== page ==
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Kim said this massive effort by the Indian Government would help in achieving his goal of poverty eradication by 2030.
“On a larger scale we’ve got to think about how we can integrate this technology into a massive effort to scale up access to financial services,” Kim said at a recent World Bank event during which Nandan Nilekani, chairman of the Indian sceme, made a presentation on the Aadhaar programme at the bank headquarters in Washington.
Nilekani is the head of the Unique Identification Authority of India (UIDAI).
In what has been described as the world’s largest biometric identity exercise, Aadhaar is a 12-digit number which the UIDAI is issuing to all residents in India.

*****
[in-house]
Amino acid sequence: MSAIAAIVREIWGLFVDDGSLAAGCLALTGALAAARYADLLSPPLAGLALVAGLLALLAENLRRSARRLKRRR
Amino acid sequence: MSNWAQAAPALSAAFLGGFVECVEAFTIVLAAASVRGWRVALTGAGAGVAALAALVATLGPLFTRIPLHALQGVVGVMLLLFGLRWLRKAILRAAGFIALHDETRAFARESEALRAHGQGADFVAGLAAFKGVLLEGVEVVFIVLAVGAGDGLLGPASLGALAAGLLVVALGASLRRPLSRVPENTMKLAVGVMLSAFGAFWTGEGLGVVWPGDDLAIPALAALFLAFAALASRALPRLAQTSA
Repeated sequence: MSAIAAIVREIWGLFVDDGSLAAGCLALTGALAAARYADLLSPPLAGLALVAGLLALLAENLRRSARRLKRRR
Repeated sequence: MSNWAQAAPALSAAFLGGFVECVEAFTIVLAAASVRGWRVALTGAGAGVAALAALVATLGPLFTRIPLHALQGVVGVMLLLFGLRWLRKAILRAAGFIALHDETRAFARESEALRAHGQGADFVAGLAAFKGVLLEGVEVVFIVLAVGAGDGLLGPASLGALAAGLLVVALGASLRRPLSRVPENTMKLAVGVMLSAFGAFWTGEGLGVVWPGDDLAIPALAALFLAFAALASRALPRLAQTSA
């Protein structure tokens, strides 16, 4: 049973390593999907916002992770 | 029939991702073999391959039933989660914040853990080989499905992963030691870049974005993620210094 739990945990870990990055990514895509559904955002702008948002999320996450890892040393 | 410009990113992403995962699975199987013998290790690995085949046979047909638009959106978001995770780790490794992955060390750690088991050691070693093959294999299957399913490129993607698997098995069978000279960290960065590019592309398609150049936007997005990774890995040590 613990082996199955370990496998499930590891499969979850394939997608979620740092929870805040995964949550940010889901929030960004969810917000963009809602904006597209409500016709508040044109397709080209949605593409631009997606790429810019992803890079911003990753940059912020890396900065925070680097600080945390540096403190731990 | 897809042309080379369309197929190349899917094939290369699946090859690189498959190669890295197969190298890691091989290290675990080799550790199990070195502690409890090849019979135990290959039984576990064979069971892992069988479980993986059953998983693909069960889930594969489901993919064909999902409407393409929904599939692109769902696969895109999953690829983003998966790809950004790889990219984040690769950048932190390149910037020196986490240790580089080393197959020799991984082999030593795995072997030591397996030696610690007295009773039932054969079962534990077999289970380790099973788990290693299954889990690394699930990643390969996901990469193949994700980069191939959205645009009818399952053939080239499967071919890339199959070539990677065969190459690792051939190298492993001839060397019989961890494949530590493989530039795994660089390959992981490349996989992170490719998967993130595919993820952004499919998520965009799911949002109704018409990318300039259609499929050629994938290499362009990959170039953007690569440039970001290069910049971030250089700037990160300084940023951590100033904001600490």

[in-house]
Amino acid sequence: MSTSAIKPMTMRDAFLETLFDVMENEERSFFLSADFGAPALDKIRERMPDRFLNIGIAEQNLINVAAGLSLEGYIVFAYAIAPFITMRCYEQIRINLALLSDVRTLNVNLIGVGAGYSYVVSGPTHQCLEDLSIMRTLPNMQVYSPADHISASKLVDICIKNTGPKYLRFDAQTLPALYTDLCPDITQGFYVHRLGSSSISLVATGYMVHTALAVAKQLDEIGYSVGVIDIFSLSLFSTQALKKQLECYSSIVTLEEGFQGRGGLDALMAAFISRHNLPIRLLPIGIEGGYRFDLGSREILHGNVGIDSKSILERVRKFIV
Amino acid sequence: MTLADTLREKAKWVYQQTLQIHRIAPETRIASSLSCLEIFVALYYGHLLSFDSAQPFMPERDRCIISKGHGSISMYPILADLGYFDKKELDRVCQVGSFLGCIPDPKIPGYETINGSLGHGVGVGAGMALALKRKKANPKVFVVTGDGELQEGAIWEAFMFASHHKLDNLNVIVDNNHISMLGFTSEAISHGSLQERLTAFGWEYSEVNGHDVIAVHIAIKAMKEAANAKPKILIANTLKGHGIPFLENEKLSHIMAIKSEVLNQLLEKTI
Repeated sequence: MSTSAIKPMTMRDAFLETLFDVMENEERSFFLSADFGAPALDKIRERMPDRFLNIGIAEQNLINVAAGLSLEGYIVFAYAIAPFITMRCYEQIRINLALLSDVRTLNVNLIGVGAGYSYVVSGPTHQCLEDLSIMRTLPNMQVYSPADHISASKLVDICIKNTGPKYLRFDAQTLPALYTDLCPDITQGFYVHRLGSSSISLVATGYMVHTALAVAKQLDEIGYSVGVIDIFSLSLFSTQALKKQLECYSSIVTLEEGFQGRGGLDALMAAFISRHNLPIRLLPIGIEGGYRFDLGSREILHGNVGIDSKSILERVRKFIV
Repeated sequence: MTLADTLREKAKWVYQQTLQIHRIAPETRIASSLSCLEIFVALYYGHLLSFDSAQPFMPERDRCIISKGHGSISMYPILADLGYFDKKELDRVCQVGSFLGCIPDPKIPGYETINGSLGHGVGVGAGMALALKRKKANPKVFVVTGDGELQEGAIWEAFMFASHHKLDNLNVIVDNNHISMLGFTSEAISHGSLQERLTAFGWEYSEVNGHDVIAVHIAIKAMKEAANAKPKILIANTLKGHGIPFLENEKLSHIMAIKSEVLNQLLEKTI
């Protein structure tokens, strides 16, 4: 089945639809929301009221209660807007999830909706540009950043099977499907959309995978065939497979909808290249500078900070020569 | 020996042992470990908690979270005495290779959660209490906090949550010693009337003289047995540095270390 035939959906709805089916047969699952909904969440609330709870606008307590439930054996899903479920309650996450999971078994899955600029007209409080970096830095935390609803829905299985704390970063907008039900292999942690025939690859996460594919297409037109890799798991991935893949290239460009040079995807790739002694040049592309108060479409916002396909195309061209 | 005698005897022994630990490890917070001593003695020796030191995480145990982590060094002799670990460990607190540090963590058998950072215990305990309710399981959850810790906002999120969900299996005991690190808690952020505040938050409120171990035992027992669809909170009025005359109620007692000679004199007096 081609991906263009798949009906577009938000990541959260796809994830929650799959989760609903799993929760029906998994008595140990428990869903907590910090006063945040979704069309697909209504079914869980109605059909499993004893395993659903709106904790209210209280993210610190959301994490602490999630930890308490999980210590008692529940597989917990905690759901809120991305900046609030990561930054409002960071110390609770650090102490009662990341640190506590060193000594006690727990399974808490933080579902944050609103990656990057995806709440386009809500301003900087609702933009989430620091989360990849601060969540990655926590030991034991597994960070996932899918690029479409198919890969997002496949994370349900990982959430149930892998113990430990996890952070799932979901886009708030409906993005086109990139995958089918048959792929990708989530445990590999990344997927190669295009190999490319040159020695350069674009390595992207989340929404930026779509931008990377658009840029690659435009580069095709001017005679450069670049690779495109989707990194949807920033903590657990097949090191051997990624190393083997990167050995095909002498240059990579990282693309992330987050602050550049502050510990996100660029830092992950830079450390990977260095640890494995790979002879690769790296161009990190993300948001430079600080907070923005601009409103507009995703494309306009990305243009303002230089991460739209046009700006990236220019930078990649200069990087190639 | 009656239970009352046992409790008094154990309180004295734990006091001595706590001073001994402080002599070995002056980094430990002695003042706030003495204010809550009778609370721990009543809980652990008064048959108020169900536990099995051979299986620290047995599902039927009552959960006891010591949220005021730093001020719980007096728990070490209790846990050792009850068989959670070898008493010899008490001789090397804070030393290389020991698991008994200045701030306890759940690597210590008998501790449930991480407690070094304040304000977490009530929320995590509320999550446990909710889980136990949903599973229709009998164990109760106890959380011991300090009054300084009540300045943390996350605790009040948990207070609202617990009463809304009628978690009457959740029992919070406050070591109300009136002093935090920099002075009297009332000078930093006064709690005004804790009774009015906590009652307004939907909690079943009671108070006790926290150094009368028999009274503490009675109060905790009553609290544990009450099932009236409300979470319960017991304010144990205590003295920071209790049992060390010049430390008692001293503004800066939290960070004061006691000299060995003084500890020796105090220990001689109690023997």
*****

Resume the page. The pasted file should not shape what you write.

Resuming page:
The UIDAI is storing basic demographic and biometric information including a photograph, ten fingerprints and an eye scan of each individual being issued the number in a central database.
However, many people in India have raised concerns surrounding security and data misuse related to the scheme.
The world bank president said Aadhaar could help achieve the target of eradicating poverty by 2030 in ways big and small.
“On a comparatively smaller scale being able to keep online records of what medicines tuberculosis patients, for example, have been getting, could help us in curtailing the ability of certain strains of tuberculosis to get more and more resistant over time,” Kim noted.
“I see this as the beginning of an institution-wide conversation about how we can make this system work for everybody. I’m not quite sure how to do it, so I’m hoping all our staff will continue to come to us with ideas on how to make this work on a large scale,” he said.
“This is the science of delivery. Now, more than ever, we have to find innovations like these that have been thought through carefully, and are quickly and easily scalable,” the World Bank president said.